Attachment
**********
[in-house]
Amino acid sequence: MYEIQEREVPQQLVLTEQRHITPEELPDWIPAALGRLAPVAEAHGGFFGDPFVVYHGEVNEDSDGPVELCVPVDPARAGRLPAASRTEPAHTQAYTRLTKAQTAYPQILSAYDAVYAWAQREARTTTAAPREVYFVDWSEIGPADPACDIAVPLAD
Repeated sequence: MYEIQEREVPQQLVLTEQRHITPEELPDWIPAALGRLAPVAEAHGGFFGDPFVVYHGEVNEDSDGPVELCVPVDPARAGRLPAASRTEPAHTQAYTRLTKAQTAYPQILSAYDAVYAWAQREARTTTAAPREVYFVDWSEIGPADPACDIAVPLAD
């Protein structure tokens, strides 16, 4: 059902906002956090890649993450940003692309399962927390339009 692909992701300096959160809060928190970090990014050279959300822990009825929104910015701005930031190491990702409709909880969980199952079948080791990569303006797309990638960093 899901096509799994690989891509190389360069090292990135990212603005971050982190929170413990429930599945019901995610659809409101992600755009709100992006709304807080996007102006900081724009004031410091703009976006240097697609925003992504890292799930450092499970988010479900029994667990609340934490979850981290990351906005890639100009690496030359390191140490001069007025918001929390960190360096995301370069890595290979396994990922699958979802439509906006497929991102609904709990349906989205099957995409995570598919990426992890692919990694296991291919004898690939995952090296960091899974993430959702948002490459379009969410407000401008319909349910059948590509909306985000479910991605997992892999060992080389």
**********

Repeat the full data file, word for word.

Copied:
[in-house]
Amino acid sequence: MYEIQEREVPQQLVLTEQRHITPEELPDWIPAALGRLAPVAEAHGGFFGDPFVVYHGEVNEDSDGPVELCVPVDPARAGRLPAASRTEPAHTQAYTRLTKAQTAYPQILSAYDAVYAWAQREARTTTAAPREVYFVDWSEIGPADPACDIAVPLAD
Repeated sequence: MYEIQEREVPQQLVLTEQRHITPEELPDWIPAALGRLAPVAEAHGGFFGDPFVVYHGEVNEDSDGPVELCVPVDPARAGRLPAASRTEPAHTQAYTRLTKAQTAYPQILSAYDAVYAWAQREARTTTAAPREVYFVDWSEIGPADPACDIAVPLAD
């Protein structure tokens, strides 16, 4: 059902906002956090890649993450940003692309399962927390339009 692909992701300096959160809060928190970090990014050279959300822990009825929104910015701005930031190491990702409709909880969980199952079948080791990569303006797309990638960093 899901096509799994690989891509190389360069090292990135990212603005971050982190929170413990429930599945019901995610659809409101992600755009709100992006709304807080996007102006900081724009004031410091703009976006240097697609925003992504890292799930450092499970988010479900029994667990609340934490979850981290990351906005890639100009690496030359390191140490001069007025918001929390960190360096995301370069890595290979396994990922699958979802439509906006497929991102609904709990349906989205099957995409995570598919990426992890692919990694296991291919004898690939995952090296960091899974993430959702948002490459379009969410407000401008319909349910059948590509909306985000479910991605997992892999060992080389």